(d) said control unit having means responsive to the operation of said input device by said operator to select said given second icon on said graphical image representative of said given one of said plurality of video surveillance cameras, for displaying on said display unit a live video image from said one of said plurality of video surveillance cameras,
(e) said input device having means controllable by said operator for selecting a given first icon on said graphical image representative of a given one of said plurality of output devices to control said given one of said plurality of output devices, and
(f) said control unit also having means for activating or deactivating an output device to control a given security function of said output device, and
(g) the live video image from said given one of said plurality of video surveillance cameras is displayed in a window on said monitor of said display unit simultaneously displaying the graphical image.
7. A graphical work station for an integrated security system for controlling a plurality of security devices in a protected premises including a plurality of output devices and a plurality of video surveillance cameras, comprising a control unit communicating with a display unit having one or more monitors and an input device operable by an operator,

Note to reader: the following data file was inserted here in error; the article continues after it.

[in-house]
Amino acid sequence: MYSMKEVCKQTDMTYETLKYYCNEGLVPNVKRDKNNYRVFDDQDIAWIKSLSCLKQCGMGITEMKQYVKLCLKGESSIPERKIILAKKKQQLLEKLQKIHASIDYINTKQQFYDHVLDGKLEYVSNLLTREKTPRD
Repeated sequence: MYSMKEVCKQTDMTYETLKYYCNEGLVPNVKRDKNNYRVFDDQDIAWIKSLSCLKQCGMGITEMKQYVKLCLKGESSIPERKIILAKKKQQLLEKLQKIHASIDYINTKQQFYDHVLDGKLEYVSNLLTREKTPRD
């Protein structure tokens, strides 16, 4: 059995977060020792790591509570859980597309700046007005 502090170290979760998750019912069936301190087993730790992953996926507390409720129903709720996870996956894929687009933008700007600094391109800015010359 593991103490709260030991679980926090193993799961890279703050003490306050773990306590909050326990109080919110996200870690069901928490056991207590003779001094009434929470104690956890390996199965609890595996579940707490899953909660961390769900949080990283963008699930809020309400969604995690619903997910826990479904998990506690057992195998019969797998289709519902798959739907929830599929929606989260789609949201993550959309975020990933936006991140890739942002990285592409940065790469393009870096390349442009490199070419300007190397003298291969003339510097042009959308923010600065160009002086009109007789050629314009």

(a) said control unit having storage means for storing a graphical image representing selected portions of the layout of said protected premises, including first icons representative of said output devices and second icons representative of said video surveillance cameras, each first icon representative of an output device being located on said graphical image in the same relative location as that output device is located in said protected premises and each second icon representative of a video surveillance camera being located on said graphical image in the same relative location as that video surveillance camera is located in said protected premises,
(b) said control unit having means to display on said display unit said stored graphical image with said each first icon and said each second icon displayed in its respective location,
(c) said input device having means controllable by said operator for selecting a given second icon on said graphical image representative of a given one of said plurality of video surveillance cameras to activate said given one of said plurality of video surveillance cameras,
(d) said control unit having means responsive to the operation of said input device by said operator to select said given second icon on said graphical image representative of said given one of said plurality of video surveillance cameras, for displaying on said display unit a live video image from said given one of said plurality of video surveillance cameras,